Swimming pool hygiene practices

Old Apr 6, 17, 10:39 am
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I have been to places where swimmers are required to shower before entering the pool. Other places do not require swimmers to shower before entering the pool.
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Old Aug 7, 18, 7:08 pm
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As has been mentioned above, pool sanitation requires adequate amount of free chlorines at all times and removal of chloramines.
This really needs to be monitored and maintained constantly, on a daily basis.

I wonder what % of hotels either 'manually' disinfect the pool on a daily basis, or have pools with machine automatically filtering/maintaining the water.
Do you think most hotels do not do this to such extent?

Also, it seems to me that there is a correlation between hotel brand and pool water quality.

At most HGI / Embassy Suites / many Doubletree, indoor and sometimes outdoor pools smell "like chlorine." (meaning not enough free chlorine, not clean enough).
But at Fairmont / Conrad / many Hyatt, even indoor pool water smells very fresh and my eyes don't burn.

Is it possible that pool water sanitation criteria are built into certain hotel brands' management/franchising contract?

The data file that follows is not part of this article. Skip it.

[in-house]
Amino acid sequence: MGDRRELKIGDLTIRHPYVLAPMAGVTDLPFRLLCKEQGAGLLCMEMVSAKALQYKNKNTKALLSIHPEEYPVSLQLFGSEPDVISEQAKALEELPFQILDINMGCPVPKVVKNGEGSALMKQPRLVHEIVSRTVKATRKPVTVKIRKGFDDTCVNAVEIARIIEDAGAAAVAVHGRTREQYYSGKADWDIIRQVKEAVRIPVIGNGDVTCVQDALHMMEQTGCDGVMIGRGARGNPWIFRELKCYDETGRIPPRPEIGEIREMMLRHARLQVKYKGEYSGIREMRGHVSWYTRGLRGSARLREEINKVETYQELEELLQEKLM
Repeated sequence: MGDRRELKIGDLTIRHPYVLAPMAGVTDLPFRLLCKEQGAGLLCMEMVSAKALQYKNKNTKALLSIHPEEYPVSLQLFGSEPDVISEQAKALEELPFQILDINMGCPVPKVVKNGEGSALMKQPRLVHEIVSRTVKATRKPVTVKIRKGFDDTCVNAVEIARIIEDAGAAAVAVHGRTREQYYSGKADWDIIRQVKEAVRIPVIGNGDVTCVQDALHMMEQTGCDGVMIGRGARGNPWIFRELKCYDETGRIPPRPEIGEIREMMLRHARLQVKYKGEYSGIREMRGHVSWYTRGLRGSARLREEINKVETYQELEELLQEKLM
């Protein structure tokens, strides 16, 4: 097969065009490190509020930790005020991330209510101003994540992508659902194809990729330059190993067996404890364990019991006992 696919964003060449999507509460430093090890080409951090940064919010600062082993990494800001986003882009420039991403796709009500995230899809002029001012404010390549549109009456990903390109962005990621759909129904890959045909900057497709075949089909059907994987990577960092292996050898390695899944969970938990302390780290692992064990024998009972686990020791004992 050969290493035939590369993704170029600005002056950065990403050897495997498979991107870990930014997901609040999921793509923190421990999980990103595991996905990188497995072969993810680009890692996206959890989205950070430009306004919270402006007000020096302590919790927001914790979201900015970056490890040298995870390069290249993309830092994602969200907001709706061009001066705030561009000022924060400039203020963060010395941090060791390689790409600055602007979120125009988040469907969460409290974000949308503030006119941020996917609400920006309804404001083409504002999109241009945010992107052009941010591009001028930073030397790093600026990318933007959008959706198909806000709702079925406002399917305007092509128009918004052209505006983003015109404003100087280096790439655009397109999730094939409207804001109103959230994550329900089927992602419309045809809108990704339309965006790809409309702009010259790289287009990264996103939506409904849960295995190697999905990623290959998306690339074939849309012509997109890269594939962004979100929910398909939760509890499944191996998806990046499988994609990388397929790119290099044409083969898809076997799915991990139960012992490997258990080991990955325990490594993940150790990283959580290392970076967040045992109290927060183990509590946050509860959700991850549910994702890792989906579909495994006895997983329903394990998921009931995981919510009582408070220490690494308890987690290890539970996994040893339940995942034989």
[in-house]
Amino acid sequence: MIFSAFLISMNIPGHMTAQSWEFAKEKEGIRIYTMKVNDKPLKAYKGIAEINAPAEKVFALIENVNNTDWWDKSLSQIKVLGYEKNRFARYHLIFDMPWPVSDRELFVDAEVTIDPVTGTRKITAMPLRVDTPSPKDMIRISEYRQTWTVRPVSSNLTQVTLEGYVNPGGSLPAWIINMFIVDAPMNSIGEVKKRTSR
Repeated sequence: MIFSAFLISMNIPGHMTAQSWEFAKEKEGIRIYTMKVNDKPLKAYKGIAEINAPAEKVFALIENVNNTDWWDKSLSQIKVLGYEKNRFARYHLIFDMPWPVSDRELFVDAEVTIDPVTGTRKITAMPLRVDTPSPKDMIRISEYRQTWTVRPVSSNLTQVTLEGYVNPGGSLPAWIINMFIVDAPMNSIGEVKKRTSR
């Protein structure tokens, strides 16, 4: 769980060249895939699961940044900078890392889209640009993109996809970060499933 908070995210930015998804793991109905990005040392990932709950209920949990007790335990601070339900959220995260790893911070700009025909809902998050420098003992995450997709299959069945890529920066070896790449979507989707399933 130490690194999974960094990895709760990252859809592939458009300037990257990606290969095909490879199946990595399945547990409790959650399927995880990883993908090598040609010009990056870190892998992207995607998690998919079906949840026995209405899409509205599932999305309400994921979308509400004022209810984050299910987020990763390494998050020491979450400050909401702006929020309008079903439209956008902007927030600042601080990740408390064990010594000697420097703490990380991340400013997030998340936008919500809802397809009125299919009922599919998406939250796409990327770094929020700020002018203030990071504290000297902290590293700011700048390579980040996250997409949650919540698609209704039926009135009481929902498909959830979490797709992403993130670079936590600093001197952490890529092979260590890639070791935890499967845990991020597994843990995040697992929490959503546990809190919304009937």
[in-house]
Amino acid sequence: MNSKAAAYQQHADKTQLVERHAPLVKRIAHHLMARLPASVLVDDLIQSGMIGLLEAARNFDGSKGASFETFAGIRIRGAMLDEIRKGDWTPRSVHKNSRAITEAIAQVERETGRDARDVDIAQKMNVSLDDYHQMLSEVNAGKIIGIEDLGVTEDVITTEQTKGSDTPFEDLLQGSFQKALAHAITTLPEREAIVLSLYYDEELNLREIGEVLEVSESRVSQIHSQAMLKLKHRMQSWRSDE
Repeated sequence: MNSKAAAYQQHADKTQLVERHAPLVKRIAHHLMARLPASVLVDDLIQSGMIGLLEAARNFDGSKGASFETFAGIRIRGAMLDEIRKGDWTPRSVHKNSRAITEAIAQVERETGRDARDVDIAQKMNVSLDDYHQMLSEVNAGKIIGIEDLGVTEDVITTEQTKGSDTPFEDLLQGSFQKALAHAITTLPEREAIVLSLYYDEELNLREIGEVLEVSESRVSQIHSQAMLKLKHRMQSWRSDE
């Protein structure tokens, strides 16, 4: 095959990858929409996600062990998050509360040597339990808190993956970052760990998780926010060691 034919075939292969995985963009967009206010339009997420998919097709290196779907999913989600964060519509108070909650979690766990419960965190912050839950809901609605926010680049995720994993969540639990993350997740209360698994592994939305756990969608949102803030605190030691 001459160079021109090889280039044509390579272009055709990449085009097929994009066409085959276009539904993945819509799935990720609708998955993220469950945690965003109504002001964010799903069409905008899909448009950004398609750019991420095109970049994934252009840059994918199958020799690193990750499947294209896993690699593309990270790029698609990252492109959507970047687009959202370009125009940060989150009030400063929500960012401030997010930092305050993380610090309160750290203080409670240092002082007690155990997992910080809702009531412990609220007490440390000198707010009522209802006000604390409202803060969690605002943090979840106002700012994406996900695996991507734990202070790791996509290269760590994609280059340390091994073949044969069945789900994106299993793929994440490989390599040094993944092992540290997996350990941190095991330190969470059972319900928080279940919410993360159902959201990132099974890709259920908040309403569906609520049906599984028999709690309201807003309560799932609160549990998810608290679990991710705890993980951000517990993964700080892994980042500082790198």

I like doing staycations with a big objective being the use of pool. But I'm becoming more and more of a germaphobe, plus had a bad experience with my eyes acting up after a pool use a couple years ago even with swim goggles. Trying to find out if there's a semi-reliable way to screen hotels for this ahead of time, rather than take a chance and then find out after I've checked in.
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Old May 10, 19, 12:25 am
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Originally Posted by cslewis View Post
I have been to places where swimmers are required to shower before entering the pool. Other places do not require swimmers to shower before entering the pool.
Yeah, same. It is not mandatory to shower before entering the pool.
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Old Sep 1, 19, 1:05 pm
  #19  
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Here's some interesting reading.